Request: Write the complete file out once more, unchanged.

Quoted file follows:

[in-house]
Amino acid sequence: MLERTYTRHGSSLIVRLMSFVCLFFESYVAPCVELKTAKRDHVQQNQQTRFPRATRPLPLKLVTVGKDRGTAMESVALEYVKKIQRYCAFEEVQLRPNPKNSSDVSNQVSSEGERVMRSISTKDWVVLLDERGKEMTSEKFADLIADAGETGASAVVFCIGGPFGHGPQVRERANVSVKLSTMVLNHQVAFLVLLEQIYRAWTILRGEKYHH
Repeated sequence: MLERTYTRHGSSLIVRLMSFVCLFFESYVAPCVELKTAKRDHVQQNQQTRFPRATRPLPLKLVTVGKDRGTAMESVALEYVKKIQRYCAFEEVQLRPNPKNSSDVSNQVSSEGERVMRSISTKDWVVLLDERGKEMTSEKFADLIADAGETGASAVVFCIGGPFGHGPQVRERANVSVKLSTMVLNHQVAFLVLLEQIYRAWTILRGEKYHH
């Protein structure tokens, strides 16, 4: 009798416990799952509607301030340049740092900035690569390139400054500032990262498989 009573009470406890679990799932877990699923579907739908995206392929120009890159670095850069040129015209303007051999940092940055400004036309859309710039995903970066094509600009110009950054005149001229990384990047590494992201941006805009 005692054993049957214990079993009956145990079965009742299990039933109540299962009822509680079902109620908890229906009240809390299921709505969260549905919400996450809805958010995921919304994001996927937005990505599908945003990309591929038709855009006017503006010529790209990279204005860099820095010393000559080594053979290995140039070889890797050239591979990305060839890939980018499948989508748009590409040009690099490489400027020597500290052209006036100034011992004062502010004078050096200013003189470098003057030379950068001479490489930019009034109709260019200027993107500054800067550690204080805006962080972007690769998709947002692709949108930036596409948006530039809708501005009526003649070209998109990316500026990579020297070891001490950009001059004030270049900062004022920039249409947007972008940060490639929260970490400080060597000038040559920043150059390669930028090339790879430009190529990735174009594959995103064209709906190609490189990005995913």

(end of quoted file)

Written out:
[in-house]
Amino acid sequence: MLERTYTRHGSSLIVRLMSFVCLFFESYVAPCVELKTAKRDHVQQNQQTRFPRATRPLPLKLVTVGKDRGTAMESVALEYVKKIQRYCAFEEVQLRPNPKNSSDVSNQVSSEGERVMRSISTKDWVVLLDERGKEMTSEKFADLIADAGETGASAVVFCIGGPFGHGPQVRERANVSVKLSTMVLNHQVAFLVLLEQIYRAWTILRGEKYHH
Repeated sequence: MLERTYTRHGSSLIVRLMSFVCLFFESYVAPCVELKTAKRDHVQQNQQTRFPRATRPLPLKLVTVGKDRGTAMESVALEYVKKIQRYCAFEEVQLRPNPKNSSDVSNQVSSEGERVMRSISTKDWVVLLDERGKEMTSEKFADLIADAGETGASAVVFCIGGPFGHGPQVRERANVSVKLSTMVLNHQVAFLVLLEQIYRAWTILRGEKYHH
């Protein structure tokens, strides 16, 4: 009798416990799952509607301030340049740092900035690569390139400054500032990262498989 009573009470406890679990799932877990699923579907739908995206392929120009890159670095850069040129015209303007051999940092940055400004036309859309710039995903970066094509600009110009950054005149001229990384990047590494992201941006805009 005692054993049957214990079993009956145990079965009742299990039933109540299962009822509680079902109620908890229906009240809390299921709505969260549905919400996450809805958010995921919304994001996927937005990505599908945003990309591929038709855009006017503006010529790209990279204005860099820095010393000559080594053979290995140039070889890797050239591979990305060839890939980018499948989508748009590409040009690099490489400027020597500290052209006036100034011992004062502010004078050096200013003189470098003057030379950068001479490489930019009034109709260019200027993107500054800067550690204080805006962080972007690769998709947002692709949108930036596409948006530039809708501005009526003649070209998109990316500026990579020297070891001490950009001059004030270049900062004022920039249409947007972008940060490639929260970490400080060597000038040559920043150059390669930028090339790879430009190529990735174009594959995103064209709906190609490189990005995913």